Did Osborne miss a trick at the Spending Review?

It wouldn’t be a George Osborne speech in the House of Commons unless there was a dramatic headline, and he duly obliged at Wednesday’s Autumn Statement with a rubber-burning U-turn on his plans to slash £4.4 billion from the tax credits bill. Indeed, he floored all and sundry by defying expectation that the income threshold cuts would be “phased in” by instead scrapping the plans altogether.

It set the tone for what has been widely termed a ‘Blairite’ Spending Review, which was characterised more by unexpected boosts in spending and widespread sparing of the axe. Departments such as transport, sports and culture, energy and the Treasury would clearly argue to the contrary, while students, civil servants, landlords and second-home buyers will be reeling. However, the long and short of the numbers bandied about in essence brought an end to austerity with spending actually increasing; this at a time when Government debt is reportedly surging by £1.5 billion a week, with overall debt £550 billion higher than it was five years ago.

The battle of politics and economics

Politics inevitably meddles with economic ideals, and rarely have external global crises dictated to such an extent the requirement for spending in certain areas. But has the biggest political driver of all in this one been Osborne’s poorly-veiled desire to take over at No 10 in 2020?

Put in context, this was perhaps the best chance of all for the Chancellor to make the ‘tough decisions’ needed to balance Britain’s books. The Labour Party is, at best, in a state of transition, and with almost five years to go until the next election, the time to lay down the marker was surely now. Memories are short, and there will be ample opportunity in the coming years to make the sort of voter-appeasing Budget speeches that could put him in pole position to succeed David Cameron.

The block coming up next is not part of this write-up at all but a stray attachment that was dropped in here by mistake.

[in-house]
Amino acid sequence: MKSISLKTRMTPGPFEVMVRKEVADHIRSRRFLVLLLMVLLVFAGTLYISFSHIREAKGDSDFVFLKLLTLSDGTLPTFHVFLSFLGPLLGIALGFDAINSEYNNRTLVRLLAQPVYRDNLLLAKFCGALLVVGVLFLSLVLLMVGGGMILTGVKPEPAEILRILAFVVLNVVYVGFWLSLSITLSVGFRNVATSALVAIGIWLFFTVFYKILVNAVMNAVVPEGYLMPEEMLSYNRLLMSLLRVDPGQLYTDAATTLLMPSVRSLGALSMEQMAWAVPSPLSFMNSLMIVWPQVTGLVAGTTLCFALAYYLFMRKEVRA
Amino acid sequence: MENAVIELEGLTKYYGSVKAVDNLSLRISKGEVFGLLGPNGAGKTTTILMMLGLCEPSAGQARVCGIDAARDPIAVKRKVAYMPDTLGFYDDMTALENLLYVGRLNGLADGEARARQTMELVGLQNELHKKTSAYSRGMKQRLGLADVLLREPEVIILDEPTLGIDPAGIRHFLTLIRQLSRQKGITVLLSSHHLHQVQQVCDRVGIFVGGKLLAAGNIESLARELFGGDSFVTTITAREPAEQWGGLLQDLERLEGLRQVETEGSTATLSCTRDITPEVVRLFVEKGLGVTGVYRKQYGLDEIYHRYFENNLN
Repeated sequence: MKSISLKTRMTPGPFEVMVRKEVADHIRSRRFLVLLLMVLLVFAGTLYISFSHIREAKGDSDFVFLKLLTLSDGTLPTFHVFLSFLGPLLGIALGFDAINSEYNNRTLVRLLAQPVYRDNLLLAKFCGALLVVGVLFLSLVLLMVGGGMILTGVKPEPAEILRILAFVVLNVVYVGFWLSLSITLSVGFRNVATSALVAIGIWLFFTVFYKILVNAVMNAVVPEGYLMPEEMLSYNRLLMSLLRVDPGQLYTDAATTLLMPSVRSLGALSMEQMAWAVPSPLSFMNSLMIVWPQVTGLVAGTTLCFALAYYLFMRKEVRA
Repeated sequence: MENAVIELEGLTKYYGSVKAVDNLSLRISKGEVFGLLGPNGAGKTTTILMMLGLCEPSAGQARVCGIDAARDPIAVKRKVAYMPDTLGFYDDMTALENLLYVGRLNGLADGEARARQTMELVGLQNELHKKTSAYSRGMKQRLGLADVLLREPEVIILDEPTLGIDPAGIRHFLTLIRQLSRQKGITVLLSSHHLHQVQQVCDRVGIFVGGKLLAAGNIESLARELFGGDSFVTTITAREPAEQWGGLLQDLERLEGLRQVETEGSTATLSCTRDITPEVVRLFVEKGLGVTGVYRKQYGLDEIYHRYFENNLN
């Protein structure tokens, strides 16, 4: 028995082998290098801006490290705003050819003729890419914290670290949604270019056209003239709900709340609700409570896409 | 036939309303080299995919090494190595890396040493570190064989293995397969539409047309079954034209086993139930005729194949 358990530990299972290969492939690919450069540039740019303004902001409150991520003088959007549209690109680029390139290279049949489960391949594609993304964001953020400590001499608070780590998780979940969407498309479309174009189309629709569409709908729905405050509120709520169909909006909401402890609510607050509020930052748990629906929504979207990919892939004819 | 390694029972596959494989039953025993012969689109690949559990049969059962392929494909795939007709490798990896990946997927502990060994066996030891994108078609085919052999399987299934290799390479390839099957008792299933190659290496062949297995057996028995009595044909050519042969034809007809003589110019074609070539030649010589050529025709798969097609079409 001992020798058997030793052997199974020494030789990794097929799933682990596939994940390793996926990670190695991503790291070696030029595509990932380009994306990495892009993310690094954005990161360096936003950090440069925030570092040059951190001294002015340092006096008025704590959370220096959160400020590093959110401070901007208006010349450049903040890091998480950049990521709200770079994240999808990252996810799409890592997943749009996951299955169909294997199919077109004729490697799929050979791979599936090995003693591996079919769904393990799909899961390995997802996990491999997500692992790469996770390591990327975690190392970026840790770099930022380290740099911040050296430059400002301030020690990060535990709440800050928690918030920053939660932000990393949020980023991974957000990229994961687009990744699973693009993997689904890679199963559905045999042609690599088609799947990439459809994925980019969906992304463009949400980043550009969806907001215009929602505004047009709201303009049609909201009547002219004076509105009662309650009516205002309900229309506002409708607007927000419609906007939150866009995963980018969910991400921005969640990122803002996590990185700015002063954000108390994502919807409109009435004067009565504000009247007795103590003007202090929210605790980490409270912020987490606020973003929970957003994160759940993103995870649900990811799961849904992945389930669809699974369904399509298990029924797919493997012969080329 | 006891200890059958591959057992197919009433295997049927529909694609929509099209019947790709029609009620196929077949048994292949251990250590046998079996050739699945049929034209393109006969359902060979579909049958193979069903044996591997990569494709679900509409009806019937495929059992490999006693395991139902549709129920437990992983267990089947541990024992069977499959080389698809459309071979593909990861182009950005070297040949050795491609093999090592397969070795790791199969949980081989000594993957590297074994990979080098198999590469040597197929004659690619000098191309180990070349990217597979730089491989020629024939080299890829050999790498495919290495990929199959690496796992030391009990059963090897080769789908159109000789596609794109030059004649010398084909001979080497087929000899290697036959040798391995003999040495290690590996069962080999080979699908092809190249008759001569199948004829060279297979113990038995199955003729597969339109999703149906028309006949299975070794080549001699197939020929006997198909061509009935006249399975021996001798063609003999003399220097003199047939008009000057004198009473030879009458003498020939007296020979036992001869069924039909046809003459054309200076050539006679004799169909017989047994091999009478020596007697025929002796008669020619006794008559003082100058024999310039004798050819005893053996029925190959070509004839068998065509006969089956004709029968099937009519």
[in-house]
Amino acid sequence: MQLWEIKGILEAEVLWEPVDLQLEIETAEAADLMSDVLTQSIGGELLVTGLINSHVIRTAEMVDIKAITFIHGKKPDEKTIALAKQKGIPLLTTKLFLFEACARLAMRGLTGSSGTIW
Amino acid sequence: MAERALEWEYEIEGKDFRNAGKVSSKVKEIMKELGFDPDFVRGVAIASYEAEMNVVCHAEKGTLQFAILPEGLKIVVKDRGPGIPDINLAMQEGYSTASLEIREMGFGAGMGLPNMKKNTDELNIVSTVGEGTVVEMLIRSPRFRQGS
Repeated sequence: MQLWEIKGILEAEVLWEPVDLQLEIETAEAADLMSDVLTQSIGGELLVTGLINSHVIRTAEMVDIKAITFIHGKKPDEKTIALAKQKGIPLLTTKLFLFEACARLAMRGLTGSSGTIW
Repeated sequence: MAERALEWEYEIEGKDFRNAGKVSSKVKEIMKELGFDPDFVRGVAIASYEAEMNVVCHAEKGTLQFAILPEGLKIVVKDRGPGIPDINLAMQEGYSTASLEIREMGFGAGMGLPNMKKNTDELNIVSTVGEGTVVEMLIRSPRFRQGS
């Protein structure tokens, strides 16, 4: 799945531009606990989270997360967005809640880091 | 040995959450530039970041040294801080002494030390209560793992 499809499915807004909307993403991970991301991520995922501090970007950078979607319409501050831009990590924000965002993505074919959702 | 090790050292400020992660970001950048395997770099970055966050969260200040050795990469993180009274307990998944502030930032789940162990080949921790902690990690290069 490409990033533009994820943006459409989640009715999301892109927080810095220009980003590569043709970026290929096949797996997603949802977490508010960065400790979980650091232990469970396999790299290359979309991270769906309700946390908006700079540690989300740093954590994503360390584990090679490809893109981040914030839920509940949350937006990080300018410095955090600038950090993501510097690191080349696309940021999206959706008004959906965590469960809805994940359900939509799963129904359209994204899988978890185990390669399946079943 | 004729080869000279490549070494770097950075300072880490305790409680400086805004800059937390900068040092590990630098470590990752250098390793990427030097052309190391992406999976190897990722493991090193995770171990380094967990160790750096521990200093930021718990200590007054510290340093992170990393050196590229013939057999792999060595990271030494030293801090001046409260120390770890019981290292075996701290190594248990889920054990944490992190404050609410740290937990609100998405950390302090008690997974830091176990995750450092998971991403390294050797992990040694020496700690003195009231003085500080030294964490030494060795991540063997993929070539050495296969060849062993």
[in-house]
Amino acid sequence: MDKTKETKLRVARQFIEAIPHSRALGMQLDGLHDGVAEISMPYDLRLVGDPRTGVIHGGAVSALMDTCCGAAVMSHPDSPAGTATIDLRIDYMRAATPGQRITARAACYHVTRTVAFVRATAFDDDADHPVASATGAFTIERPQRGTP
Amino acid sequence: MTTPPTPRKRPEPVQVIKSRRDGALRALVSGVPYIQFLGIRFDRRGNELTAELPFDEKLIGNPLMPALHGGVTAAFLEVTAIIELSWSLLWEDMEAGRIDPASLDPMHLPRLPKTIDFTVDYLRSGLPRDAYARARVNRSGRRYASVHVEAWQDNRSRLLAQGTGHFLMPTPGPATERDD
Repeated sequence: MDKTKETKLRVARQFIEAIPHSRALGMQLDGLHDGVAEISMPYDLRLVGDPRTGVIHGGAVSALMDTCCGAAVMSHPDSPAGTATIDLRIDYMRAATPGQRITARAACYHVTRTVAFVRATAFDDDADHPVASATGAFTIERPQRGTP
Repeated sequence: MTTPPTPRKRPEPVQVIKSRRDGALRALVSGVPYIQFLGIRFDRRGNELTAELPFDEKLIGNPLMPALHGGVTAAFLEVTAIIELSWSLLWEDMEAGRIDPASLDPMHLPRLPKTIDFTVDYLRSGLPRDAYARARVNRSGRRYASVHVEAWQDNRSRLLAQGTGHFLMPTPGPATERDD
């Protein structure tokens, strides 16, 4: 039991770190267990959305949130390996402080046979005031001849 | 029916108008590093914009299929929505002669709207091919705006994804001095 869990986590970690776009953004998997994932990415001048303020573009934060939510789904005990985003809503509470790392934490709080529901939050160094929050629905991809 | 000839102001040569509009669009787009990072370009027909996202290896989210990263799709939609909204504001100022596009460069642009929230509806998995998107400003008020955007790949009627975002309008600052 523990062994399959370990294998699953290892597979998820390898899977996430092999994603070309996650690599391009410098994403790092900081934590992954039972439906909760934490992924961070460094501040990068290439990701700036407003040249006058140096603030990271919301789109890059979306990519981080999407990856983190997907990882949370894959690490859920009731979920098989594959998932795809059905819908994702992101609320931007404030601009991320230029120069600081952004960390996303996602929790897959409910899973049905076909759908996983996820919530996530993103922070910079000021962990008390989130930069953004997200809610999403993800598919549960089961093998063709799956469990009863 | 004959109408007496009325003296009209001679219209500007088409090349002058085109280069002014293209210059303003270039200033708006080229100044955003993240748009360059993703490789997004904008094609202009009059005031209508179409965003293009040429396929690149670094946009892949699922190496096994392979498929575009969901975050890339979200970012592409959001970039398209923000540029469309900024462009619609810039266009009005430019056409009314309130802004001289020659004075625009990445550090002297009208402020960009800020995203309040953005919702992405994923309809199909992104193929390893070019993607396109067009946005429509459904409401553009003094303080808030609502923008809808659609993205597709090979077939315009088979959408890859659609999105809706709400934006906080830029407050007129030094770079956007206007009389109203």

Most importantly, it could have secured his legacy as a Chancellor who brought long-term economic stability to a country that currently is still spending more than it earns.

Not all bad

Of course, it is easy to criticise in the absence of offering alternatives, and the only racing certainty of any forecast is that it will never please everyone. In fairness too, there were also some commendable announcements to emerge. The Chancellor was true to his word on the state pension and the NHS, while expected cuts to policing were avoided.

Far-reaching cuts in general were scrapped owing to a £27bn windfall courtesy of forecasts by the Office for Budget Responsibility, which suggested a better-than-expected future for tax receipts. And despite this, public spending is still set to fall to 36.4% of national income by 2021, which is a significant drop on the current figure of 39.7%.

But that appears to be where the fiscal discipline ends. In real terms, overall Government spend is set to rise by 0.8% over the next five years, while the shift in approach from austerity to increased taxation is underlined by projections on tax take rising by 2% of GDP by 2020/21. In terms of the national debt, this plan represents a gamble of sorts given its dependency on external factors like the volatile global economy, and (slowing) medium-term growth.

A chance gone a begging?

Not many of us are privy to the inner workings of what must be a frighteningly complex maze to negotiate, and we at Lending Works are no exception. But we do know a thing or two about debt and responsible borrowing, and the same principles apply whether it is at an individual level, company level or national level. Our debt is unquestionably the great Achilles heel of Britain’s economy, and while it is true that interest rates are currently low and that the overall picture is stable, this is all subject to change in an edgy global climate, and our high level of borrowing leaves us greatly exposed in the event of a downturn.

Let’s hope such things don’t transpire, let’s hope that more of those who need a helping hand from Government receive it, and let’s hope that in amongst it all, the fiscal deficit is indeed eliminated. But for this to happen, a lot of things need to go perfectly. And if they don’t, Osborne may well look back on this Autumn Statement – one where his party has rarely been in a greater position of strength - as an opportunity missed to deliver economic security to our country.

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